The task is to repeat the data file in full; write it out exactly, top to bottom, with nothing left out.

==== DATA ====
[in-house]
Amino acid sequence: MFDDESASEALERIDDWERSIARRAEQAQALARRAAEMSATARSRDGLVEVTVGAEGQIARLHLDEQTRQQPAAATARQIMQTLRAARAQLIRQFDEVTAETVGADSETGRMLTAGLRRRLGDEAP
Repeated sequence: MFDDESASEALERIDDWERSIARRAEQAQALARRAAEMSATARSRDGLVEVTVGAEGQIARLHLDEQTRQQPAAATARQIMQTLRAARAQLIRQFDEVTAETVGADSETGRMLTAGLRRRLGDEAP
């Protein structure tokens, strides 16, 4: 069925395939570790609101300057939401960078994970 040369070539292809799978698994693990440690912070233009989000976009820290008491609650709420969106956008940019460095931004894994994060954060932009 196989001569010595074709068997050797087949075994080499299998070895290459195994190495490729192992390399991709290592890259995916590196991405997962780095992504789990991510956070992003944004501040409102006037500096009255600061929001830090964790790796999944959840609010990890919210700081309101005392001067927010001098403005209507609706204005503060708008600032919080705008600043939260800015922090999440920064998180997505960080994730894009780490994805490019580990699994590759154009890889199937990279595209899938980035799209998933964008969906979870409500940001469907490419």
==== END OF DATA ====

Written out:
[in-house]
Amino acid sequence: MFDDESASEALERIDDWERSIARRAEQAQALARRAAEMSATARSRDGLVEVTVGAEGQIARLHLDEQTRQQPAAATARQIMQTLRAARAQLIRQFDEVTAETVGADSETGRMLTAGLRRRLGDEAP
Repeated sequence: MFDDESASEALERIDDWERSIARRAEQAQALARRAAEMSATARSRDGLVEVTVGAEGQIARLHLDEQTRQQPAAATARQIMQTLRAARAQLIRQFDEVTAETVGADSETGRMLTAGLRRRLGDEAP
């Protein structure tokens, strides 16, 4: 069925395939570790609101300057939401960078994970 040369070539292809799978698994693990440690912070233009989000976009820290008491609650709420969106956008940019460095931004894994994060954060932009 196989001569010595074709068997050797087949075994080499299998070895290459195994190495490729192992390399991709290592890259995916590196991405997962780095992504789990991510956070992003944004501040409102006037500096009255600061929001830090964790790796999944959840609010990890919210700081309101005392001067927010001098403005209507609706204005503060708008600032919080705008600043939260800015922090999440920064998180997505960080994730894009780490994805490019580990699994590759154009890889199937990279595209899938980035799209998933964008969906979870409500940001469907490419």